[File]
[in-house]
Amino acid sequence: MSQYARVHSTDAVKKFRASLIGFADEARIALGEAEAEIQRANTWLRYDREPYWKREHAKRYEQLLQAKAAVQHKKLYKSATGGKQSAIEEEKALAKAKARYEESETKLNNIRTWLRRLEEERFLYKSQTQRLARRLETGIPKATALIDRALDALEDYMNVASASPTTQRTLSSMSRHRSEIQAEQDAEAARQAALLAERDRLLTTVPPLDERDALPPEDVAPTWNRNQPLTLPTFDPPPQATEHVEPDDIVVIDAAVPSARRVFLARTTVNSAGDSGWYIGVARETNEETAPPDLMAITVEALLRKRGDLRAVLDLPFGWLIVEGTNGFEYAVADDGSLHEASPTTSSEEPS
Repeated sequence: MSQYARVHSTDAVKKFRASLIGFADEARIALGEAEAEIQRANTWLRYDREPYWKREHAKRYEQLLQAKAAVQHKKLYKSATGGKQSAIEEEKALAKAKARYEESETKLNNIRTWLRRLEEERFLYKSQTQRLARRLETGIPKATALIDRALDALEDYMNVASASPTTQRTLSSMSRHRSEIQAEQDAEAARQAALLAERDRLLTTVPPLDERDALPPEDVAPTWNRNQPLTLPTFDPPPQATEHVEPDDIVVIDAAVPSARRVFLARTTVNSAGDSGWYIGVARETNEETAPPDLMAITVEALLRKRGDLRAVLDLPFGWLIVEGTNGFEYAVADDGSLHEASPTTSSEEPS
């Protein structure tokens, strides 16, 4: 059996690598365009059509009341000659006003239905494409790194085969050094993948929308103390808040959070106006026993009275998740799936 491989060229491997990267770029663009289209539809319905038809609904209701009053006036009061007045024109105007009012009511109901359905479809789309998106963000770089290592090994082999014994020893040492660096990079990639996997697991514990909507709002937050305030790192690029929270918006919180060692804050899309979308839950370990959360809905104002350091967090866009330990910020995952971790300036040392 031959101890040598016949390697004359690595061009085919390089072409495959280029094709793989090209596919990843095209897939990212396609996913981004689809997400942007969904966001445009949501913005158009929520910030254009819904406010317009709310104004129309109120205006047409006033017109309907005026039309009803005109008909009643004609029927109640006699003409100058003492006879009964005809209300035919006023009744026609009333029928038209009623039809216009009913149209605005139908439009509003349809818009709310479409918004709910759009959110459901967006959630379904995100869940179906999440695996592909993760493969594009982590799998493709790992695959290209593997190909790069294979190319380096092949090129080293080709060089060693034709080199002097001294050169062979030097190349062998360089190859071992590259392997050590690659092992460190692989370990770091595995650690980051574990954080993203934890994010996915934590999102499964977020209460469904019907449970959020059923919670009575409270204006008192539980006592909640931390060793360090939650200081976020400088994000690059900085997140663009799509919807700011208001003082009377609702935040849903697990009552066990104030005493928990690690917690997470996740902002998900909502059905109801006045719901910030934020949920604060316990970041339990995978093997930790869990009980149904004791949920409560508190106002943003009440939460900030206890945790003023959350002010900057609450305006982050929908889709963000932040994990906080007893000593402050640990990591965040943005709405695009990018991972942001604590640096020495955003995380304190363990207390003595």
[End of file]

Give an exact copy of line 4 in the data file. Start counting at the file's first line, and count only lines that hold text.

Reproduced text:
């Protein structure tokens, strides 16, 4: 059996690598365009059509009341000659006003239905494409790194085969050094993948929308103390808040959070106006026993009275998740799936 491989060229491997990267770029663009289209539809319905038809609904209701009053006036009061007045024109105007009012009511109901359905479809789309998106963000770089290592090994082999014994020893040492660096990079990639996997697991514990909507709002937050305030790192690029929270918006919180060692804050899309979308839950370990959360809905104002350091967090866009330990910020995952971790300036040392 031959101890040598016949390697004359690595061009085919390089072409495959280029094709793989090209596919990843095209897939990212396609996913981004689809997400942007969904966001445009949501913005158009929520910030254009819904406010317009709310104004129309109120205006047409006033017109309907005026039309009803005109008909009643004609029927109640006699003409100058003492006879009964005809209300035919006023009744026609009333029928038209009623039809216009009913149209605005139908439009509003349809818009709310479409918004709910759009959110459901967006959630379904995100869940179906999440695996592909993760493969594009982590799998493709790992695959290209593997190909790069294979190319380096092949090129080293080709060089060693034709080199002097001294050169062979030097190349062998360089190859071992590259392997050590690659092992460190692989370990770091595995650690980051574990954080993203934890994010996915934590999102499964977020209460469904019907449970959020059923919670009575409270204006008192539980006592909640931390060793360090939650200081976020400088994000690059900085997140663009799509919807700011208001003082009377609702935040849903697990009552066990104030005493928990690690917690997470996740902002998900909502059905109801006045719901910030934020949920604060316990970041339990995978093997930790869990009980149904004791949920409560508190106002943003009440939460900030206890945790003023959350002010900057609450305006982050929908889709963000932040994990906080007893000593402050640990990591965040943005709405695009990018991972942001604590640096020495955003995380304190363990207390003595």